Food prices squeezing poor people and driving social change by stealth
Saturday, May 25, 2013
The report, Squeezed*, reveals a global snap-shot of how the failure of wages to keep pace with five years of food price rises is putting a strain on families, communities and society, including increased levels of domestic violence and alcohol and drug abuse. Roles and social needs are changing as women who once remained at home are entering the job market and agricultural jobs are being abandoned for more lucrative jobs in an attempt to afford higher food prices.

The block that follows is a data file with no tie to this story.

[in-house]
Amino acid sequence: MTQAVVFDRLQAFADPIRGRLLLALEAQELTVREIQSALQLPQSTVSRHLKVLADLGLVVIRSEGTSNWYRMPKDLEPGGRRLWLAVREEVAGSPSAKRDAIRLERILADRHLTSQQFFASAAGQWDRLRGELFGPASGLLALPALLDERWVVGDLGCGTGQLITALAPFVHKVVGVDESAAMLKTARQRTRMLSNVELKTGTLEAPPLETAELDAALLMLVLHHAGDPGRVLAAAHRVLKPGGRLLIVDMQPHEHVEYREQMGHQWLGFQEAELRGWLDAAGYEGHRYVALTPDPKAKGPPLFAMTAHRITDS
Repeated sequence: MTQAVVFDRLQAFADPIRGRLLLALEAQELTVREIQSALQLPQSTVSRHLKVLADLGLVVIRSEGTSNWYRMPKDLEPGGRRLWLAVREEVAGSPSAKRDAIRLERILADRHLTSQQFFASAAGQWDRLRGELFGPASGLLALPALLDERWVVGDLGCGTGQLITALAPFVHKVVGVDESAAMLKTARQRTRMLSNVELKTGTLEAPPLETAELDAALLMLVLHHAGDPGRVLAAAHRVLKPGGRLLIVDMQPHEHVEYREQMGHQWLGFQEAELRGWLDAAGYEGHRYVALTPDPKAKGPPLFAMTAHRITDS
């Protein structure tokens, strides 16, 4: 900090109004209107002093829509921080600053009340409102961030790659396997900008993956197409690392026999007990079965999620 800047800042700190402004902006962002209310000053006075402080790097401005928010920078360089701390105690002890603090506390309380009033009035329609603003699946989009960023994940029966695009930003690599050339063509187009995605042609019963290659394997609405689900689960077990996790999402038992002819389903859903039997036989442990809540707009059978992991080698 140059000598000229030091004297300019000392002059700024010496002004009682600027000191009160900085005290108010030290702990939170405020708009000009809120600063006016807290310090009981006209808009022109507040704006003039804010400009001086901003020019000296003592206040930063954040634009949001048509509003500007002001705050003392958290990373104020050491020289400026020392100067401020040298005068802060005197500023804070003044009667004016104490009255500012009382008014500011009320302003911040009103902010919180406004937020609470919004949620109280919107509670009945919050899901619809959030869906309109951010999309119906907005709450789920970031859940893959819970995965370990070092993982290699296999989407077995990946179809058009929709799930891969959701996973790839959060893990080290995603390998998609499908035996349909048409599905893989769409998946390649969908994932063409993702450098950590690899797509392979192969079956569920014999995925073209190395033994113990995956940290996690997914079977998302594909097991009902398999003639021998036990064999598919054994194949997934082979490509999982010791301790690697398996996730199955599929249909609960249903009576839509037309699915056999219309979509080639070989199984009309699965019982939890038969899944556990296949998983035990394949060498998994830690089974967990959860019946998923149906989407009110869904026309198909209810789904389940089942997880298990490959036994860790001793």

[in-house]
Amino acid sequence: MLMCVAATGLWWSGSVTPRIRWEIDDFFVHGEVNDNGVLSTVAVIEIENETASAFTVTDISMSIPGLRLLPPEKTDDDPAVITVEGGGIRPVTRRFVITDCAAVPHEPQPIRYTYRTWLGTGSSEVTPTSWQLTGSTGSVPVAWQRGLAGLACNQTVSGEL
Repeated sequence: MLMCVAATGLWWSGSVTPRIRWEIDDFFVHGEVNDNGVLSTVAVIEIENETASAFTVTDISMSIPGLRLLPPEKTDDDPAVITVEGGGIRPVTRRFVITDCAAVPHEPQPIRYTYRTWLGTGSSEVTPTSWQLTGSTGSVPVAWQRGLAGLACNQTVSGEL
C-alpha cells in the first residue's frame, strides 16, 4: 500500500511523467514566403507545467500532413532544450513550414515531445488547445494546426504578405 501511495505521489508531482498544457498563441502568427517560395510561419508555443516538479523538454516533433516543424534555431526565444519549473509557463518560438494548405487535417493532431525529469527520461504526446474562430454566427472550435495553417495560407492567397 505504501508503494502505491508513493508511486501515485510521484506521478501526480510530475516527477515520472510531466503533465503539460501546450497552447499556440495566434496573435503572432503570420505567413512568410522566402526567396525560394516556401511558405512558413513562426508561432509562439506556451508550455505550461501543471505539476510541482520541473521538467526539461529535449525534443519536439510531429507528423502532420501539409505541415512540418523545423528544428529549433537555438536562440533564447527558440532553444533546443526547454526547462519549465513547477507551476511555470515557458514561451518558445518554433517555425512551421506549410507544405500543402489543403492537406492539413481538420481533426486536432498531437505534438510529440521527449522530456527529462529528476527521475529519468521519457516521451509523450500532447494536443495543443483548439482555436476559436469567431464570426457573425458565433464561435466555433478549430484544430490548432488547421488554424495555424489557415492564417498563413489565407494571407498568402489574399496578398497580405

The research is from international development agency Oxfam and research charity the Institute of Development Studies (IDS) and is the first of four annual reports which will assess the wider implications of high food prices and volatility in 23 urban and rural communities in ten countries: Bolivia, Guatemala, Bangladesh, Pakistan, Burkina Faso, Ethiopia, Kenya, Zambia, Indonesia and Vietnam.